In 2016, the CVSA released the results of its 2015 safety week findings. One significant insight provided this discrepancy of treatment between drivers: “Officers found that non-commercial motor vehicle (passenger vehicle) drivers speed significantly more than commercial motor vehicle (CMV) drivers. Passenger vehicle drivers were issued a warning or citation for speeding 27.3 percent of the time, versus 9.3 percent for CMV drivers.”
Whether good or bad, cultural pressures are influencing perceptions on systems of merit or demerit. Considering that in society there is a movement away from meritorious reward, could there be a similar movement within the religious—the spiritual—realm? If so, then how could we identify that which leaves merit undone?
Spiritualists promoting unconditional love would have us believe that there is no punishment for disobedience. In a 1979 article, Rev. Melvena V. Hafner declared, “When we love one another we shall hold no fear of breaking the Ten Commandments, as we strive to live to do good toward our neighbors. As Spiritualists, we learn that through a God law of love, if we make mistakes we can atone for them.” (The National Spiritualist Summit, Vol. 61, No. 658, Aug.1979, 20.)
Another article opined, “Any religious system that tends to produce a negation of natural, healthful joyousness in living, by insisting upon the necessity of suffering and deprivation in the present and the expectation of an ephemeral reward in some equally ephemeral paradise of the future, produces harmful consequences in the lives and affairs of its adherents” (V. May Cottrell, Ibid, 15).
Now, it is not the position of Adventists that humans have the ability or power to atone for one’s mistakes, aka sins, where disobedience of God’s law is involved. It is by faith in Christ’s merits that we are saved. Yet many quote Ellen White’s statement: “God hates sin, but He loves the sinner,” as though it is definitely unqualified (Prophets and Kings, 84). However, elsewhere we see the qualification in a 17-page letter Ellen White wrote: “The Lord hates sin; but He loves and forgives the repentant, believing sinner, and takes him under His guardianship and control….”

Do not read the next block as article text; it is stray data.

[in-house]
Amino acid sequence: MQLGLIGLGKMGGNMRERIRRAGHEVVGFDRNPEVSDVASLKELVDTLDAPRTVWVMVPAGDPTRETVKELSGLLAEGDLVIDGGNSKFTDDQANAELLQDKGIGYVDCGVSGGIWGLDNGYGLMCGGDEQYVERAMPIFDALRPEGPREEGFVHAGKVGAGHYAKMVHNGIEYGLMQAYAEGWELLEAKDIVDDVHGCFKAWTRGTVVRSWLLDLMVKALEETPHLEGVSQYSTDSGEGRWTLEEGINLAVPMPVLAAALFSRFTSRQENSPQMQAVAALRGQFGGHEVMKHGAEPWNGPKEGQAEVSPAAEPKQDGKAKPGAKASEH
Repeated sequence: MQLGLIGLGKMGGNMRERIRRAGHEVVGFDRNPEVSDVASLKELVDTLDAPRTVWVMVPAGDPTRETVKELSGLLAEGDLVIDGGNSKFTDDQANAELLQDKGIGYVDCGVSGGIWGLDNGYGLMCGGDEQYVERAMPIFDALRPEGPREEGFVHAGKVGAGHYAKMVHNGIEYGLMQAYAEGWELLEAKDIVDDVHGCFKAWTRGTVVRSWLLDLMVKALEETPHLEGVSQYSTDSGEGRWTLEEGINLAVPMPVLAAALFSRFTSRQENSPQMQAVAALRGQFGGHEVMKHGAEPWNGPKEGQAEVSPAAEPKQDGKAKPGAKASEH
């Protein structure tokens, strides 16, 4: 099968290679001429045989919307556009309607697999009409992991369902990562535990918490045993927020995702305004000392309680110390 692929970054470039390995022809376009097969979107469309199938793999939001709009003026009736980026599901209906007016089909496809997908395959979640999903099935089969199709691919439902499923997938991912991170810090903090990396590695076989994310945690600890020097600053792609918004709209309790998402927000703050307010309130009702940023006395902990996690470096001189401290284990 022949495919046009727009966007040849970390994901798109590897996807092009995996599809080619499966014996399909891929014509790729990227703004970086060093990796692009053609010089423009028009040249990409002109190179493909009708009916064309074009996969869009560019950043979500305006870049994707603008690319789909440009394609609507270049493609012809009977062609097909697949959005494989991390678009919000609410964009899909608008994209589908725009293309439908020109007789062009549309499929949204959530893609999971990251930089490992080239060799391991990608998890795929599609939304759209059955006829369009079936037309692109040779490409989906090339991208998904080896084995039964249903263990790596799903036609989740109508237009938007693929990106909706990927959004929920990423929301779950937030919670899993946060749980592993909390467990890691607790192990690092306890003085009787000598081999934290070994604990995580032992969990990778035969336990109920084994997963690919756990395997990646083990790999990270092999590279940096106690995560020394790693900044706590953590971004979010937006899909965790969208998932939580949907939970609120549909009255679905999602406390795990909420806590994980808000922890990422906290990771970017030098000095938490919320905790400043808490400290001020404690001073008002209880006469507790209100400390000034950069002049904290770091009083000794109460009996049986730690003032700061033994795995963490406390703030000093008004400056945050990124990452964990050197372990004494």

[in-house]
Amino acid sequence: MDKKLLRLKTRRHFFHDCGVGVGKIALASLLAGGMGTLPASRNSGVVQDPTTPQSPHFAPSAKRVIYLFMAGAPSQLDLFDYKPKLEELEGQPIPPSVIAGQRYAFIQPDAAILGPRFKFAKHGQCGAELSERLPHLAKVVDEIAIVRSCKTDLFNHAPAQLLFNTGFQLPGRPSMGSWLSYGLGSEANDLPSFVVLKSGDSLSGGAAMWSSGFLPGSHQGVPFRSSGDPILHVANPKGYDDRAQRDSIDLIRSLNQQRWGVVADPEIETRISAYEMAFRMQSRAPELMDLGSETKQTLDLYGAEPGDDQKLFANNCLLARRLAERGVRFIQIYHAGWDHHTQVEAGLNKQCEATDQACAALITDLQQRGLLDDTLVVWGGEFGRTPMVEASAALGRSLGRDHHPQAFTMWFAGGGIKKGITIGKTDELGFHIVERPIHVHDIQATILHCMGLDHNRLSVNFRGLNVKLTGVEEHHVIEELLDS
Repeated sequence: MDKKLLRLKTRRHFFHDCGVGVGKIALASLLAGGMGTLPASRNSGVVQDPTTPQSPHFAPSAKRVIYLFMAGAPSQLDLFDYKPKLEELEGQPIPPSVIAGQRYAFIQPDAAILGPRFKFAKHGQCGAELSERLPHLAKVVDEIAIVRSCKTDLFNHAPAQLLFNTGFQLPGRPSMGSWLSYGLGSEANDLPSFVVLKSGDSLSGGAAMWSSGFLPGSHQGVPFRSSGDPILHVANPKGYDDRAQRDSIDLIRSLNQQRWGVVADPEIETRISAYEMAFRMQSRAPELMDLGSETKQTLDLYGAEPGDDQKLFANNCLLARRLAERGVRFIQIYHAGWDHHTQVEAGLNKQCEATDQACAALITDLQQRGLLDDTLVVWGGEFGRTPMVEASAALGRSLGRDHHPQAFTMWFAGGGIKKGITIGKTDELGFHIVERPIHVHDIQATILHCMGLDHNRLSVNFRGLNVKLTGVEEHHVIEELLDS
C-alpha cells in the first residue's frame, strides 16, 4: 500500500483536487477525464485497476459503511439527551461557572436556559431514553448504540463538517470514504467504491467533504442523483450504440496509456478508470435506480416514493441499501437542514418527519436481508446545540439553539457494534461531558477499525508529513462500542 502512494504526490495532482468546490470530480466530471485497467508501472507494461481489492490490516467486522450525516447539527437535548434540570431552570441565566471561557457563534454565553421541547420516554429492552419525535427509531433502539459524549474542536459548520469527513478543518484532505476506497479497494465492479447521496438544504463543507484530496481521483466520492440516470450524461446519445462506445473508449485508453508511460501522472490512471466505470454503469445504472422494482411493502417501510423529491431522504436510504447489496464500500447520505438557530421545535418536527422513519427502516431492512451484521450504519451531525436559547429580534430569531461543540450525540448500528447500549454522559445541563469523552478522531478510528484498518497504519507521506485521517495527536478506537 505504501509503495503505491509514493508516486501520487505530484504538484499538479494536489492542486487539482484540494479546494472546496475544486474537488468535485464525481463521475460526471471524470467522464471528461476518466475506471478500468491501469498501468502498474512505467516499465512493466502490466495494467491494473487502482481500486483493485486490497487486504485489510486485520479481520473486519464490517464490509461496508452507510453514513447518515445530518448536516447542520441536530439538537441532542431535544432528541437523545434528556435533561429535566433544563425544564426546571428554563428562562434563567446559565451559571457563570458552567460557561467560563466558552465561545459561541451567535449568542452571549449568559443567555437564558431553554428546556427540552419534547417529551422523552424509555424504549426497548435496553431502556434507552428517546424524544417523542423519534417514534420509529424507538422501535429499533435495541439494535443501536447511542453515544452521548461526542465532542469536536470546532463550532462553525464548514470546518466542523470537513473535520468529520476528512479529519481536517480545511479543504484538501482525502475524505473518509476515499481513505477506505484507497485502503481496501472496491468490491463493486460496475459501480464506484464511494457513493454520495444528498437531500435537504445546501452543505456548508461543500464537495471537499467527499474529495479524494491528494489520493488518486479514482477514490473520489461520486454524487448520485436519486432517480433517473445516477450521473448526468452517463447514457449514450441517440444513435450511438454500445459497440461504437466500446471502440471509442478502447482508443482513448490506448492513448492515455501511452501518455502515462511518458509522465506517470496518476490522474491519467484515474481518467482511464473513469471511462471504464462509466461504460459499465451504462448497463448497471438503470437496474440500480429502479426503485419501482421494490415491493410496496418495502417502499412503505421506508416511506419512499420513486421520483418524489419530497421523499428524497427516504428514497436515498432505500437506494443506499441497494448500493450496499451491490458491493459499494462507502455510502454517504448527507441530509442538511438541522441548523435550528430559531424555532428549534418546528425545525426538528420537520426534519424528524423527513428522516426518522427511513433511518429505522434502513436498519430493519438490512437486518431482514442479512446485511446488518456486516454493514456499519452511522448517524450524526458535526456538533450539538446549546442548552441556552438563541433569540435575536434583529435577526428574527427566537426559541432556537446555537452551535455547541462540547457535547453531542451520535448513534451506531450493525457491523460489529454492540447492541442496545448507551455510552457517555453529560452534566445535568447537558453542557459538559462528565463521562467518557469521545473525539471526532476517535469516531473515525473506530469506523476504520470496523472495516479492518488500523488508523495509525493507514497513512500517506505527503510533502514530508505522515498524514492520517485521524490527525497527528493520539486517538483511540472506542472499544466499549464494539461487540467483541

“The work of Satan is plainly defined as that of resisting the meritorious work of Christ.... When Christ steps in between the tempted souls and Satan, the adversary is angry and opens up with a tirade of abuse and accusation, declaring that Christ is unfair in protecting these souls, and in lifting up a standard against him....” (Ms. 27, 1894.)
“God does not change his plans and devise new expedients to save man in different ages or dispensations. With him ‘is no variableness, neither shadow of turning.’ He does not abolish the law to bring man into harmony with himself. If he had proposed to destroy the jurisdiction of the law over man at any time, he would have done so when Adam’s failure to keep its requirements brought him under its terrible condemnation. But God does not provide any such escape in this emergency. He expels the guilty pair from the garden. The law says the penalty of sin is death, and they have brought on themselves, by deliberate choice, the loss of eternal life. The course of God toward the rebellious has not changed. There is no way back to innocence and life except through repentance for having transgressed God’s law, and faith in the merits of the divine sacrifice, who has suffered for your transgressions of the past; and you are accepted in the Beloved on condition of obedience to the commandments of your Creator.